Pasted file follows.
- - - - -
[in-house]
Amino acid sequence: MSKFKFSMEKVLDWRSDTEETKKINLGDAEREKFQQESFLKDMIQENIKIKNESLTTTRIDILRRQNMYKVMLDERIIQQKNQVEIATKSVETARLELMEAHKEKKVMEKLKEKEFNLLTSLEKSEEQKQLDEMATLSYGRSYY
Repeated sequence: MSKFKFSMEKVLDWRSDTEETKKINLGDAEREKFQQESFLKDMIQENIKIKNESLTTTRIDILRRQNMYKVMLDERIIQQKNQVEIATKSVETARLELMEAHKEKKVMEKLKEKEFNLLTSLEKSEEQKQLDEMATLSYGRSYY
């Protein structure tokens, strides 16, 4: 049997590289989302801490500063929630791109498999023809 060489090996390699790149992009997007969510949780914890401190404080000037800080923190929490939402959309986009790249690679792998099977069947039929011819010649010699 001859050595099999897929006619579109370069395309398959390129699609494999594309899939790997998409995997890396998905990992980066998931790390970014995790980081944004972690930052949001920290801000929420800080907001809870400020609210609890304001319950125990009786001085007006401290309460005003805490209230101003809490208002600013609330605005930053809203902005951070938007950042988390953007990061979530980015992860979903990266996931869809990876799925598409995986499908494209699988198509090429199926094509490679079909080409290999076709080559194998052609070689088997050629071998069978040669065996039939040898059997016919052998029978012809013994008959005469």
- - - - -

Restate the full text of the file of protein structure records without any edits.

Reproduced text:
[in-house]
Amino acid sequence: MSKFKFSMEKVLDWRSDTEETKKINLGDAEREKFQQESFLKDMIQENIKIKNESLTTTRIDILRRQNMYKVMLDERIIQQKNQVEIATKSVETARLELMEAHKEKKVMEKLKEKEFNLLTSLEKSEEQKQLDEMATLSYGRSYY
Repeated sequence: MSKFKFSMEKVLDWRSDTEETKKINLGDAEREKFQQESFLKDMIQENIKIKNESLTTTRIDILRRQNMYKVMLDERIIQQKNQVEIATKSVETARLELMEAHKEKKVMEKLKEKEFNLLTSLEKSEEQKQLDEMATLSYGRSYY
């Protein structure tokens, strides 16, 4: 049997590289989302801490500063929630791109498999023809 060489090996390699790149992009997007969510949780914890401190404080000037800080923190929490939402959309986009790249690679792998099977069947039929011819010649010699 001859050595099999897929006619579109370069395309398959390129699609494999594309899939790997998409995997890396998905990992980066998931790390970014995790980081944004972690930052949001920290801000929420800080907001809870400020609210609890304001319950125990009786001085007006401290309460005003805490209230101003809490208002600013609330605005930053809203902005951070938007950042988390953007990061979530980015992860979903990266996931869809990876799925598409995986499908494209699988198509090429199926094509490679079909080409290999076709080559194998052609070689088997050629071998069978040669065996039939040898059997016919052998029978012809013994008959005469």